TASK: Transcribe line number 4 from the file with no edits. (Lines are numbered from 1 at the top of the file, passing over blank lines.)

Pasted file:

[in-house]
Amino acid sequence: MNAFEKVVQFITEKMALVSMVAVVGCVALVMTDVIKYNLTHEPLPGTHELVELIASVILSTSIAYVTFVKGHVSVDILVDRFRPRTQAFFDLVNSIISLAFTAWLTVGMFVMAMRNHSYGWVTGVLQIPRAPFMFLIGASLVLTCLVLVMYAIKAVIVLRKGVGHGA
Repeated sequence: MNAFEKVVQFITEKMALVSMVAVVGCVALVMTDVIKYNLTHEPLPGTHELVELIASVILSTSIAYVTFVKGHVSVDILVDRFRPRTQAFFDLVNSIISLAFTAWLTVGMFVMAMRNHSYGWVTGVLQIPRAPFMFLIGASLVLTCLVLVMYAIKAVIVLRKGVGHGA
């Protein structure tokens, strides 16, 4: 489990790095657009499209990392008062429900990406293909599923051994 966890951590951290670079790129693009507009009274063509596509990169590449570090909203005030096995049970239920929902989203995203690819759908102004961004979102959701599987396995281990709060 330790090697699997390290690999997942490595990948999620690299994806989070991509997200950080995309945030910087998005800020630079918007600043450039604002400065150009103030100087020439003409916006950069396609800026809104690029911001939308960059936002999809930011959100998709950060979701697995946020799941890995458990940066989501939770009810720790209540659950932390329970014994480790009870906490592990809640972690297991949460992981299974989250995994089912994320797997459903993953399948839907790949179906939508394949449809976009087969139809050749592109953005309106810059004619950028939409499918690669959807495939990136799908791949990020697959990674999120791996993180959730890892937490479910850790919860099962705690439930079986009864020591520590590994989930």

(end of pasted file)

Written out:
């Protein structure tokens, strides 16, 4: 489990790095657009499209990392008062429900990406293909599923051994 966890951590951290670079790129693009507009009274063509596509990169590449570090909203005030096995049970239920929902989203995203690819759908102004961004979102959701599987396995281990709060 330790090697699997390290690999997942490595990948999620690299994806989070991509997200950080995309945030910087998005800020630079918007600043450039604002400065150009103030100087020439003409916006950069396609800026809104690029911001939308960059936002999809930011959100998709950060979701697995946020799941890995458990940066989501939770009810720790209540659950932390329970014994480790009870906490592990809640972690297991949460992981299974989250995994089912994320797997459903993953399948839907790949179906939508394949449809976009087969139809050749592109953005309106810059004619950028939409499918690669959807495939990136799908791949990020697959990674999120791996993180959730890892937490479910850790919860099962705690439930079986009864020591520590590994989930």